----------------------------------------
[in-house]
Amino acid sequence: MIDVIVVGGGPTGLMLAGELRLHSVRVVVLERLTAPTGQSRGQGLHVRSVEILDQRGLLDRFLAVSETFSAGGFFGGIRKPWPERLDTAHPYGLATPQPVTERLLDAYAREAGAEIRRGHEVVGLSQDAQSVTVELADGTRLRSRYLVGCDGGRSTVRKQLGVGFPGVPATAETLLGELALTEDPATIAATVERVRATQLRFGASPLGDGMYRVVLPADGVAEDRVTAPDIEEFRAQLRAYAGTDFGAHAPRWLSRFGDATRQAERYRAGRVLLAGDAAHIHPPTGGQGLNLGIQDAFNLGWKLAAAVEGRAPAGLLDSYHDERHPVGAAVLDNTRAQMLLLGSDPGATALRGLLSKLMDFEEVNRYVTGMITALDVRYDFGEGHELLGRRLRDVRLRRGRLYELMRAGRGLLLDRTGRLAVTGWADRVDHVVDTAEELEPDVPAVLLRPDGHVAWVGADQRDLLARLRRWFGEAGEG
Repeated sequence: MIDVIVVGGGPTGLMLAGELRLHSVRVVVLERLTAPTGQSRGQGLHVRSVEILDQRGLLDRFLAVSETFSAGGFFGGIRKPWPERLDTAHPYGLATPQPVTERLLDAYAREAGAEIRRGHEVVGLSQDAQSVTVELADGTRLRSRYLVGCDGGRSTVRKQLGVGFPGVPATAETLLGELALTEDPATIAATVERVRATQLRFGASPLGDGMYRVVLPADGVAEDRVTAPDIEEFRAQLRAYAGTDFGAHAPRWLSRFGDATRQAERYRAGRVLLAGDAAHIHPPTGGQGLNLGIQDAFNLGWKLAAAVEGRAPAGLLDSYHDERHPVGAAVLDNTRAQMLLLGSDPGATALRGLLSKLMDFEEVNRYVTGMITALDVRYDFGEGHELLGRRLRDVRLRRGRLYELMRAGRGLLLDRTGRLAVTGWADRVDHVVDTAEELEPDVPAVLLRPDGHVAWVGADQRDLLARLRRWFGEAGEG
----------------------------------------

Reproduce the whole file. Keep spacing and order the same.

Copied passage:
[in-house]
Amino acid sequence: MIDVIVVGGGPTGLMLAGELRLHSVRVVVLERLTAPTGQSRGQGLHVRSVEILDQRGLLDRFLAVSETFSAGGFFGGIRKPWPERLDTAHPYGLATPQPVTERLLDAYAREAGAEIRRGHEVVGLSQDAQSVTVELADGTRLRSRYLVGCDGGRSTVRKQLGVGFPGVPATAETLLGELALTEDPATIAATVERVRATQLRFGASPLGDGMYRVVLPADGVAEDRVTAPDIEEFRAQLRAYAGTDFGAHAPRWLSRFGDATRQAERYRAGRVLLAGDAAHIHPPTGGQGLNLGIQDAFNLGWKLAAAVEGRAPAGLLDSYHDERHPVGAAVLDNTRAQMLLLGSDPGATALRGLLSKLMDFEEVNRYVTGMITALDVRYDFGEGHELLGRRLRDVRLRRGRLYELMRAGRGLLLDRTGRLAVTGWADRVDHVVDTAEELEPDVPAVLLRPDGHVAWVGADQRDLLARLRRWFGEAGEG
Repeated sequence: MIDVIVVGGGPTGLMLAGELRLHSVRVVVLERLTAPTGQSRGQGLHVRSVEILDQRGLLDRFLAVSETFSAGGFFGGIRKPWPERLDTAHPYGLATPQPVTERLLDAYAREAGAEIRRGHEVVGLSQDAQSVTVELADGTRLRSRYLVGCDGGRSTVRKQLGVGFPGVPATAETLLGELALTEDPATIAATVERVRATQLRFGASPLGDGMYRVVLPADGVAEDRVTAPDIEEFRAQLRAYAGTDFGAHAPRWLSRFGDATRQAERYRAGRVLLAGDAAHIHPPTGGQGLNLGIQDAFNLGWKLAAAVEGRAPAGLLDSYHDERHPVGAAVLDNTRAQMLLLGSDPGATALRGLLSKLMDFEEVNRYVTGMITALDVRYDFGEGHELLGRRLRDVRLRRGRLYELMRAGRGLLLDRTGRLAVTGWADRVDHVVDTAEELEPDVPAVLLRPDGHVAWVGADQRDLLARLRRWFGEAGEG